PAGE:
He stood up and got dressed in a pair of jeans and a button down shirt. He grabbed the gun and walked down to his sunroom. He looked out over his yard and smiled. This is what he wanted to see, right before he left forever. He looked down at the metal gun and ran a finger over it. He would miss some, but no one would miss him. They'd bury him, and then have a party. The warmonger was dead.
He lifted the gun and America breathed in once more. He cocked it and closed his eyes. He breathed out and started to squeeze the trigger. A shot rang out.
America dropped the gun and swore loudly. The round when straight through his hand! He grabbed the gun up and turned quickly, ready to kill whoever shot him. He froze when he saw furious pale green eyes glaring up at him.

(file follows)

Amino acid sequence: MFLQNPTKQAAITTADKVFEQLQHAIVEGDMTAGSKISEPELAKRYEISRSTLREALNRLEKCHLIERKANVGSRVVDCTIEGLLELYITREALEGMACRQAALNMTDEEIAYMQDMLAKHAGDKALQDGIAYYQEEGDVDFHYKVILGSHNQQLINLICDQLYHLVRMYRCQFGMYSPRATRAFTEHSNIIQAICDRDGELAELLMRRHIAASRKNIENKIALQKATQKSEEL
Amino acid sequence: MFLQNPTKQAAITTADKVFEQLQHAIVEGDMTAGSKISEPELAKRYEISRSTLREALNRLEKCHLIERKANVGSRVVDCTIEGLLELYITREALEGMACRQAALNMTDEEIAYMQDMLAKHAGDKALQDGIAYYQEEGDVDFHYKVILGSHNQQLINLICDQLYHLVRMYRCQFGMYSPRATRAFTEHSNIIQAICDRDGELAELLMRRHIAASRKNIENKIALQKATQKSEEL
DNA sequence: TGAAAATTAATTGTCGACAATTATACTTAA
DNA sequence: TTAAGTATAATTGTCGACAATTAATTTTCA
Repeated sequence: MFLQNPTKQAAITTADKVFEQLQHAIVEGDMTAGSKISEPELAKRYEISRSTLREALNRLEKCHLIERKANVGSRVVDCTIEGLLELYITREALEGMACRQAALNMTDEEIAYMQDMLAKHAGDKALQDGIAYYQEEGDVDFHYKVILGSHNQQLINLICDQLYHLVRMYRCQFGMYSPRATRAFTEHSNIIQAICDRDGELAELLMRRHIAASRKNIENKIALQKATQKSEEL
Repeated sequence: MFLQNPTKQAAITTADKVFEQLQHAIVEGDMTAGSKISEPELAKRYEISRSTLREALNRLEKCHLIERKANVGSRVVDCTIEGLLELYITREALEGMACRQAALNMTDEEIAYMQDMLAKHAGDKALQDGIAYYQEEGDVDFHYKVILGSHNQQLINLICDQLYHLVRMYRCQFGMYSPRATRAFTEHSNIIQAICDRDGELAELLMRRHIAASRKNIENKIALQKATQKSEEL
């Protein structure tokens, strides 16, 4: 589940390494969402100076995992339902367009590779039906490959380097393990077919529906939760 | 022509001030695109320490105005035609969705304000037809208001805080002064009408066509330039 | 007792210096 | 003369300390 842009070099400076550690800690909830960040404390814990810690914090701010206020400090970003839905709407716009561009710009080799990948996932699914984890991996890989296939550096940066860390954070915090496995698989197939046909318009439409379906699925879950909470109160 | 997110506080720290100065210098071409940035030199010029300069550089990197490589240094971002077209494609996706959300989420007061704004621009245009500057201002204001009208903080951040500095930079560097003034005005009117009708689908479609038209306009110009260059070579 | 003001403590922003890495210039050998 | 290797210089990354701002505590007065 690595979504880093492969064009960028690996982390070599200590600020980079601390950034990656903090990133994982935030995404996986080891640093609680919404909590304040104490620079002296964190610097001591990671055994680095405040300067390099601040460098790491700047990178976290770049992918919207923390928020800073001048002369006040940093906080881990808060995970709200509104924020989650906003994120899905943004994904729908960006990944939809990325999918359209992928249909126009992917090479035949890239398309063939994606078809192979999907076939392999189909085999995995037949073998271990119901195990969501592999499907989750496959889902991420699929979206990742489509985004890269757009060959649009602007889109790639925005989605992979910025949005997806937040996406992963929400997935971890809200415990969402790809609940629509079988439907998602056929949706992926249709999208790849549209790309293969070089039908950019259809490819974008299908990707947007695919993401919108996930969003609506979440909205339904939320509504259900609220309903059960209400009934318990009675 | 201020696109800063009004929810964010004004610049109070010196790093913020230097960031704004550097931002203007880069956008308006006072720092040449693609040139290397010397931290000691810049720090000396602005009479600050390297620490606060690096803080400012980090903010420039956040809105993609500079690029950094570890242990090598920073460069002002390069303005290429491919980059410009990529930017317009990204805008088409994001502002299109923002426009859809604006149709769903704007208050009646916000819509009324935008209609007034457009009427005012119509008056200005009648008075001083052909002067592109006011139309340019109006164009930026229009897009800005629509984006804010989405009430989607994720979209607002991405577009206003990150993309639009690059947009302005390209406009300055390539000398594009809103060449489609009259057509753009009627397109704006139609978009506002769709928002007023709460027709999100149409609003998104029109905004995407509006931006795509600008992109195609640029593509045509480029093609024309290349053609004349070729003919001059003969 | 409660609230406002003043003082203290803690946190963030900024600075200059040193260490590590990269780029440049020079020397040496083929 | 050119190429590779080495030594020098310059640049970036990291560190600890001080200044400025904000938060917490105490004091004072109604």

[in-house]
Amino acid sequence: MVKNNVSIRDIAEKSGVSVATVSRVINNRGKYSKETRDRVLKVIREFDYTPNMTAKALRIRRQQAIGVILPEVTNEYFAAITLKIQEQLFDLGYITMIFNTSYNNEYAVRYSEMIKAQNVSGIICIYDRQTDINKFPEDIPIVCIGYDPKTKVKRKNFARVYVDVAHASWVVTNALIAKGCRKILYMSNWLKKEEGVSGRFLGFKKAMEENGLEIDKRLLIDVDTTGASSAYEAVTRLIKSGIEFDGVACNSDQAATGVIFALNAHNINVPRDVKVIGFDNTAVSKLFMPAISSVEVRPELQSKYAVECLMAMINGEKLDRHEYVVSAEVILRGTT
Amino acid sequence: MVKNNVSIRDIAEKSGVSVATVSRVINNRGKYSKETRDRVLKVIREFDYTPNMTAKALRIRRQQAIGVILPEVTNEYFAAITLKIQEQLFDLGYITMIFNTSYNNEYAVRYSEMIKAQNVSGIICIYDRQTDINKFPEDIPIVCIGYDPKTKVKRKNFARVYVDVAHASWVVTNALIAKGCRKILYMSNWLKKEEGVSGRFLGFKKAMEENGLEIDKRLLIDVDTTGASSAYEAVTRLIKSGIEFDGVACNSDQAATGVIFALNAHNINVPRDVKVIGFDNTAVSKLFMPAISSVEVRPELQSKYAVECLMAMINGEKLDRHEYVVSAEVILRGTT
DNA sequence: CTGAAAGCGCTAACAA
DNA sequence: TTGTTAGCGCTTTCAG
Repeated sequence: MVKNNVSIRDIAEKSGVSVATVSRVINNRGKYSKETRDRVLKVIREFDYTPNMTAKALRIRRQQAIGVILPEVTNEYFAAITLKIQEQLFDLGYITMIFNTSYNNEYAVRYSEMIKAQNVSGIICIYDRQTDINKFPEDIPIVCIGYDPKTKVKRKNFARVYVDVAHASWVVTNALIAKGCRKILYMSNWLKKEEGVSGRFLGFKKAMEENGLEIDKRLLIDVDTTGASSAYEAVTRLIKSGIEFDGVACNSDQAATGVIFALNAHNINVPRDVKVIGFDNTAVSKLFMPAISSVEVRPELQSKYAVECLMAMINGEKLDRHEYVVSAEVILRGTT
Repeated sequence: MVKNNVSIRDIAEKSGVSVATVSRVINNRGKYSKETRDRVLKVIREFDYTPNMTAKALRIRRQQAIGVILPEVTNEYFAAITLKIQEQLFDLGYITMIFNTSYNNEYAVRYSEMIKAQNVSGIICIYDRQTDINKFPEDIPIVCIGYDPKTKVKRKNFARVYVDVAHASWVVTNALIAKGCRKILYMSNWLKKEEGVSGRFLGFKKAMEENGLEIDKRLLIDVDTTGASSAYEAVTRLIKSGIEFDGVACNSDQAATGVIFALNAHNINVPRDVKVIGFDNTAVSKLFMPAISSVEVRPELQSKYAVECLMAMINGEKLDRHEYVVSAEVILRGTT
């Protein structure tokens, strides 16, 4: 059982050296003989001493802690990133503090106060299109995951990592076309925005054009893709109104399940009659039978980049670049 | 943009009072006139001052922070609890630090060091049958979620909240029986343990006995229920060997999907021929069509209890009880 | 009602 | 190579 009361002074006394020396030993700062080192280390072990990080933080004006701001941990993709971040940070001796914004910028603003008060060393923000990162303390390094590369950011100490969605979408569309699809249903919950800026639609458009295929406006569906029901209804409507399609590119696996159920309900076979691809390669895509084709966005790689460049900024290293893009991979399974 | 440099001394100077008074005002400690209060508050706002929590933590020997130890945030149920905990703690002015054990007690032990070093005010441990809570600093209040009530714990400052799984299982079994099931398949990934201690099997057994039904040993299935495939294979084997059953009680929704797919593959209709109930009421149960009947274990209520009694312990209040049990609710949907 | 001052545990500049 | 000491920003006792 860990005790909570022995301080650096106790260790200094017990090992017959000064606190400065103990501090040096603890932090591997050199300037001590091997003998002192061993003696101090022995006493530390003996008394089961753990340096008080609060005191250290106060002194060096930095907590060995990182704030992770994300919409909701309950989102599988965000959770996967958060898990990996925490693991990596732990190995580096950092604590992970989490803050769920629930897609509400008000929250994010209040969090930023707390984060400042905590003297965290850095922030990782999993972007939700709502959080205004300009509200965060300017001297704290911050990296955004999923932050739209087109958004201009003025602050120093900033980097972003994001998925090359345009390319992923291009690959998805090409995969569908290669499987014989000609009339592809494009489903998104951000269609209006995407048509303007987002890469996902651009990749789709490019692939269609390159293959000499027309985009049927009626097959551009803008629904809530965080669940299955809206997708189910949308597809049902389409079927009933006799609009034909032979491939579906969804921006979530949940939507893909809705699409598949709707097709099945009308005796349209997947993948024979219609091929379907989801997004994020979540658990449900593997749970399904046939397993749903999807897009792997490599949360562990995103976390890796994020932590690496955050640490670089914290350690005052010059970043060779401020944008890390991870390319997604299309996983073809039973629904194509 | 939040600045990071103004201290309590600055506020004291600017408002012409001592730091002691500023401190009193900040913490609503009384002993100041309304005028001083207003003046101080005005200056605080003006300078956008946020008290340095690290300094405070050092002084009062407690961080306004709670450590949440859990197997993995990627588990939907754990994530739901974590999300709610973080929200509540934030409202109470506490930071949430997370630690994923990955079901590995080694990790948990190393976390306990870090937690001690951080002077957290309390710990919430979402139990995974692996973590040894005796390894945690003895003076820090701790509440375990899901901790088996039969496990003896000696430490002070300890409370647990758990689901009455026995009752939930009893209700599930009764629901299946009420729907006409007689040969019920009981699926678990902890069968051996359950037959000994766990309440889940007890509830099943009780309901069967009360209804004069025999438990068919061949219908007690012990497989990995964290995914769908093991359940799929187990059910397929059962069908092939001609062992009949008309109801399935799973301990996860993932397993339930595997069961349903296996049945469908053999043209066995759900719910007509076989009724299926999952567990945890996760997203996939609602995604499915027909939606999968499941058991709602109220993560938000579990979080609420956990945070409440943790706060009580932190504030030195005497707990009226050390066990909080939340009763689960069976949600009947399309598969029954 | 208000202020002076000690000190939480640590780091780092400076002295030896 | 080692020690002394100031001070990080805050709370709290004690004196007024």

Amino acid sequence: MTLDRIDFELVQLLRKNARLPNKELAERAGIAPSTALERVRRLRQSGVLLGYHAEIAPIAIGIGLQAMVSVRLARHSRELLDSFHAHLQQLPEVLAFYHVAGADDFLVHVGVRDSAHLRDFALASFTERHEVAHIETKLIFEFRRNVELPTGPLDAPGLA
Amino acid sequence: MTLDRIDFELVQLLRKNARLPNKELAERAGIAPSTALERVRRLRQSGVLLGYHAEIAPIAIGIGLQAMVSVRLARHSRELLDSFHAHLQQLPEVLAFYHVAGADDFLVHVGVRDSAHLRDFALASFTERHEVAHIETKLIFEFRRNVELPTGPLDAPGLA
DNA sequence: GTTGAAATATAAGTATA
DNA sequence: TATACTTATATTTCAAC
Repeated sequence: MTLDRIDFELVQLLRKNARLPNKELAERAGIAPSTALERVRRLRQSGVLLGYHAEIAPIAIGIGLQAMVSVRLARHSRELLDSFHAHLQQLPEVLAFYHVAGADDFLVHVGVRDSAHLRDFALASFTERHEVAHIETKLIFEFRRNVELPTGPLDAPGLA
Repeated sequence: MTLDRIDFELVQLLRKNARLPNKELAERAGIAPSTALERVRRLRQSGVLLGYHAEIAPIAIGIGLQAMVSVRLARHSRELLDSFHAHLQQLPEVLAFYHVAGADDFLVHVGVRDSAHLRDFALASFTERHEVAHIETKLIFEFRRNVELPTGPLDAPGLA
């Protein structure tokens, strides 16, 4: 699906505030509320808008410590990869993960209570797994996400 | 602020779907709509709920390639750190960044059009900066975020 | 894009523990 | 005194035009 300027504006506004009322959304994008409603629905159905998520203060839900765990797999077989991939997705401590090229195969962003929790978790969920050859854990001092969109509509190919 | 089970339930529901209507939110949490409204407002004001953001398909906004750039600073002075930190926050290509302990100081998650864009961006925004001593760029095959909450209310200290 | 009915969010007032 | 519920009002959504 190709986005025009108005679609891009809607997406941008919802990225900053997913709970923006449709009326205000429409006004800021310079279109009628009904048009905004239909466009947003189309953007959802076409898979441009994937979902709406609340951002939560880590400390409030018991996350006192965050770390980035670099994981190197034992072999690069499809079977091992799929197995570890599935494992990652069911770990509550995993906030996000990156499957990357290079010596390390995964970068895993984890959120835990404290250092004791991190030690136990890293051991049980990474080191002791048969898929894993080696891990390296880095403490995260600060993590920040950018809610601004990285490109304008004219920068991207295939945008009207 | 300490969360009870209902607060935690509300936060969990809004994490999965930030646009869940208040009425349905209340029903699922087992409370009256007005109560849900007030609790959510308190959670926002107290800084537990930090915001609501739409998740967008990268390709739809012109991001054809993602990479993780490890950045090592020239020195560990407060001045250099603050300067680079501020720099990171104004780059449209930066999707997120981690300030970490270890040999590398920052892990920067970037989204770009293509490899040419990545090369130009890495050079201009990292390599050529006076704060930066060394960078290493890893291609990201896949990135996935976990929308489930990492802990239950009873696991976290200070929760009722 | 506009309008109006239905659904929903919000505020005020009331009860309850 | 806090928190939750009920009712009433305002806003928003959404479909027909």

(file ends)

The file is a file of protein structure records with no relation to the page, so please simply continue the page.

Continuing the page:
She stood there, the .40 caliber Glock pistol still poised to take him out. She scowled at him, and yelled, "Who do you think you are?" She walked towards him, "God?" She growled, "You don't get to decide when your time here is up, you disgusting excuse for a nation. Things too hard for you? Build a bridge and get over it. You ain't leaving here that easily."
She lowered her gun and snorted in disgust, "To think, I thought better of you."
America looked at her in confusion, "Why do you care?"
South shook her head and slipped the Glock back into the holster, "You may piss me off. You may make me hate your guts. You may be the cockiest son of a gun I've ever met, but you're still my family. I ain't got much of that, so I got to keep you around." She turned and started walking towards the kitchen, "Come on, you useless collection of cells, I'll make you breakfast."
America followed her numbly and sat at the breakfast bar while she gathered eggs and vegetables. He watched her blond ponytail swing around with her movements. He looked down, "Why did you come?"